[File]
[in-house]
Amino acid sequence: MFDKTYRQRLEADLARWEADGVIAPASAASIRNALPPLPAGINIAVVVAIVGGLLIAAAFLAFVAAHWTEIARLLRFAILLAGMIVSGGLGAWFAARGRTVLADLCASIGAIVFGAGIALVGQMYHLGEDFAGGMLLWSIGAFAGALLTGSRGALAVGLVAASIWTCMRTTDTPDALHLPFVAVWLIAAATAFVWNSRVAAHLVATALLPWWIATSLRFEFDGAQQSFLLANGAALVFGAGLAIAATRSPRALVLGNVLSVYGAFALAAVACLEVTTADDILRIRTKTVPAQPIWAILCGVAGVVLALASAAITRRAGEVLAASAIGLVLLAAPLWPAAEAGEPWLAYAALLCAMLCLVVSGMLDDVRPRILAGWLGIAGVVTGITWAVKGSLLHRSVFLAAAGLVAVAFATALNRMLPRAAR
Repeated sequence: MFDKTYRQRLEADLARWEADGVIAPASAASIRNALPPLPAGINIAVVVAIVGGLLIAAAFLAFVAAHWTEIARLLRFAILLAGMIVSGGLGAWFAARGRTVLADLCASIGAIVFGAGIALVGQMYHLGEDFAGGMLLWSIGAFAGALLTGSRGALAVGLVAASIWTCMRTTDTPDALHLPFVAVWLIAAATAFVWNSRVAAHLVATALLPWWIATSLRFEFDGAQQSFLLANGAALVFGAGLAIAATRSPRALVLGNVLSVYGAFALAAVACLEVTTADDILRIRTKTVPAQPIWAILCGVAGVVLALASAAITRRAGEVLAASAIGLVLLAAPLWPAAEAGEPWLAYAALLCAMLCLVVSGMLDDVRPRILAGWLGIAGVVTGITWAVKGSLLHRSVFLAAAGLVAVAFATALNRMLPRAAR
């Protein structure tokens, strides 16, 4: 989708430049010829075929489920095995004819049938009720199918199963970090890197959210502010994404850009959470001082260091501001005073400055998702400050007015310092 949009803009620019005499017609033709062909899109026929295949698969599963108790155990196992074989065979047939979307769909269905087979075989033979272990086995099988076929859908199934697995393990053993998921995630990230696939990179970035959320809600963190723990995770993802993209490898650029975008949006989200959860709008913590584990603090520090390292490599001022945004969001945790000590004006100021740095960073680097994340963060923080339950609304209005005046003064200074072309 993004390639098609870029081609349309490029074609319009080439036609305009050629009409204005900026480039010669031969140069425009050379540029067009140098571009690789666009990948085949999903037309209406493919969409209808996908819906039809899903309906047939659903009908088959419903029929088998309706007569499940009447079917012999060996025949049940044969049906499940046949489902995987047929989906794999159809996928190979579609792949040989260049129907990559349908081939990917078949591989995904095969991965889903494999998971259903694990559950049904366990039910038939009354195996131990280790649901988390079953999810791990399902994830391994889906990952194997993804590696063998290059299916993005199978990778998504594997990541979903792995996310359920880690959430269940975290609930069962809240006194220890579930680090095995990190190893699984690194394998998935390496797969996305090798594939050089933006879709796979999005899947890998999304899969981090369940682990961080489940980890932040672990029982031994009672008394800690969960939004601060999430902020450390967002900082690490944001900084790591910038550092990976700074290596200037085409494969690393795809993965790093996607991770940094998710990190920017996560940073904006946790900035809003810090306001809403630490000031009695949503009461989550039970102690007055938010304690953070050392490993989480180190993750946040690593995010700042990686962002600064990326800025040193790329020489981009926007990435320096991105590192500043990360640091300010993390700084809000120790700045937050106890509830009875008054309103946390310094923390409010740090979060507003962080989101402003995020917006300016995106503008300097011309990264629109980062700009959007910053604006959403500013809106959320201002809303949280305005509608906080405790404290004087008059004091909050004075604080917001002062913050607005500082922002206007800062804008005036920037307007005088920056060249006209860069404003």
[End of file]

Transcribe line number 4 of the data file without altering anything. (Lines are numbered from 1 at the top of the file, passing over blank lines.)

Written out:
């Protein structure tokens, strides 16, 4: 989708430049010829075929489920095995004819049938009720199918199963970090890197959210502010994404850009959470001082260091501001005073400055998702400050007015310092 949009803009620019005499017609033709062909899109026929295949698969599963108790155990196992074989065979047939979307769909269905087979075989033979272990086995099988076929859908199934697995393990053993998921995630990230696939990179970035959320809600963190723990995770993802993209490898650029975008949006989200959860709008913590584990603090520090390292490599001022945004969001945790000590004006100021740095960073680097994340963060923080339950609304209005005046003064200074072309 993004390639098609870029081609349309490029074609319009080439036609305009050629009409204005900026480039010669031969140069425009050379540029067009140098571009690789666009990948085949999903037309209406493919969409209808996908819906039809899903309906047939659903009908088959419903029929088998309706007569499940009447079917012999060996025949049940044969049906499940046949489902995987047929989906794999159809996928190979579609792949040989260049129907990559349908081939990917078949591989995904095969991965889903494999998971259903694990559950049904366990039910038939009354195996131990280790649901988390079953999810791990399902994830391994889906990952194997993804590696063998290059299916993005199978990778998504594997990541979903792995996310359920880690959430269940975290609930069962809240006194220890579930680090095995990190190893699984690194394998998935390496797969996305090798594939050089933006879709796979999005899947890998999304899969981090369940682990961080489940980890932040672990029982031994009672008394800690969960939004601060999430902020450390967002900082690490944001900084790591910038550092990976700074290596200037085409494969690393795809993965790093996607991770940094998710990190920017996560940073904006946790900035809003810090306001809403630490000031009695949503009461989550039970102690007055938010304690953070050392490993989480180190993750946040690593995010700042990686962002600064990326800025040193790329020489981009926007990435320096991105590192500043990360640091300010993390700084809000120790700045937050106890509830009875008054309103946390310094923390409010740090979060507003962080989101402003995020917006300016995106503008300097011309990264629109980062700009959007910053604006959403500013809106959320201002809303949280305005509608906080405790404290004087008059004091909050004075604080917001002062913050607005500082922002206007800062804008005036920037307007005088920056060249006209860069404003």